The committee and advisory group acted rapidly. The first annual meeting and banquet was held in May 1971 at the Faculty-Alumni Center at Storrs. More than 150 alumni and their spouses or guests attended and the membership was announced as 305. The constitution and by-laws were adopted. The officers and a Board of Directors were elected. The officers were the committee originally named by Dean Schwarting and the Directors were the advisory group of alumni and students as follows: Officers – Eric Bates, President; Frank Bonelli, Vice President; Peggy Adams Tourtellotte, Secretary and Andrew Grinvalsky, Treasurer. The Directors were: Shirley H. Ableman, ’50; Robert Auger, ’59; Charles A. Barbato, ’37; Francis B Cole, ’30; Robert Doyle, ’53; Edmund E. Goodmaster, ’33; Robert Grieb, ’39; Leon Halperin, ’31; Harold G. Hewitt (Faculty Representative), Norman Lacina, ’71 (student); Richard LeMay, ’70 (student); Sydney Leventhal, ’43; Peter J. Patten, ’63; Chester A. Potrepka, ’39; Gerald Primavera, ’69; Mitchell Ross, ’54; Louis Ruda, ’28; Italo A. Scarpelli, ’41; Paul Sevigny, ’72; Edward N. Silver, ’49; Charles Sharek, ’52; Morris A. Shenker, ’32; Richard Sorrano, ’68; and Peggy Adams Tourtellotte, ’49.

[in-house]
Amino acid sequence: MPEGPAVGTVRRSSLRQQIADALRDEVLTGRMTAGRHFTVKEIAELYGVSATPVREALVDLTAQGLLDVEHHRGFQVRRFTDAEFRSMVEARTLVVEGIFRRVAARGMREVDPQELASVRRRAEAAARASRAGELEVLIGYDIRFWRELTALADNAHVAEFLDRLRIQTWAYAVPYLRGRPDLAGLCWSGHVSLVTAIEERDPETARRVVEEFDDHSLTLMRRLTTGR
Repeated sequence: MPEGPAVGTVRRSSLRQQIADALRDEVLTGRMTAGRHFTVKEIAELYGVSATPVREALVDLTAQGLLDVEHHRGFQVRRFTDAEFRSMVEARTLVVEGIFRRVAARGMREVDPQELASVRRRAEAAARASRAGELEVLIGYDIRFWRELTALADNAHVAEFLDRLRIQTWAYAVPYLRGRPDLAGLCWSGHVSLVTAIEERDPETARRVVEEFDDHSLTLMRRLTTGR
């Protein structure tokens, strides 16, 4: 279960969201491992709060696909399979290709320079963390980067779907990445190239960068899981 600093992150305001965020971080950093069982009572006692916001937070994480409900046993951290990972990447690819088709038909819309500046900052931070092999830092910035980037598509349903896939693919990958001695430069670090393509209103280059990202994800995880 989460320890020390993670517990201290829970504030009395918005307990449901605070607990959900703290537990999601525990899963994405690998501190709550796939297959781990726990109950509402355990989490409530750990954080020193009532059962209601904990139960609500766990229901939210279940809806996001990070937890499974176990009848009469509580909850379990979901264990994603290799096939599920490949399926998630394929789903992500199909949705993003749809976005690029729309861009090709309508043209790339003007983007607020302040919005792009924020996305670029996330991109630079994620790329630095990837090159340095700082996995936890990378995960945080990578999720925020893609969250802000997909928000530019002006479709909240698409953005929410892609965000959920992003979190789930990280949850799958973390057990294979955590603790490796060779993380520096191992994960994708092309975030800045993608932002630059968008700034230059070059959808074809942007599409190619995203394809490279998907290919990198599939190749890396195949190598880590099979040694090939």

The guest speaker at the 1971 meeting was Dr. Donald Brodie, Director, Drug-Related Studies, National Institutes of Health, who addressed the assembly on the subject, “Organization for What?” In 1972, the Association recognized the first pair of alumni for distinguished service. These were Lewis E. Kazin, ’34 and James E. O’Brien, ’52. They were honored at the annual meeting and banquet and the members of the graduating class were guests of the Association. A complete list of Distinguished Alumni may be found at the end of this chapter.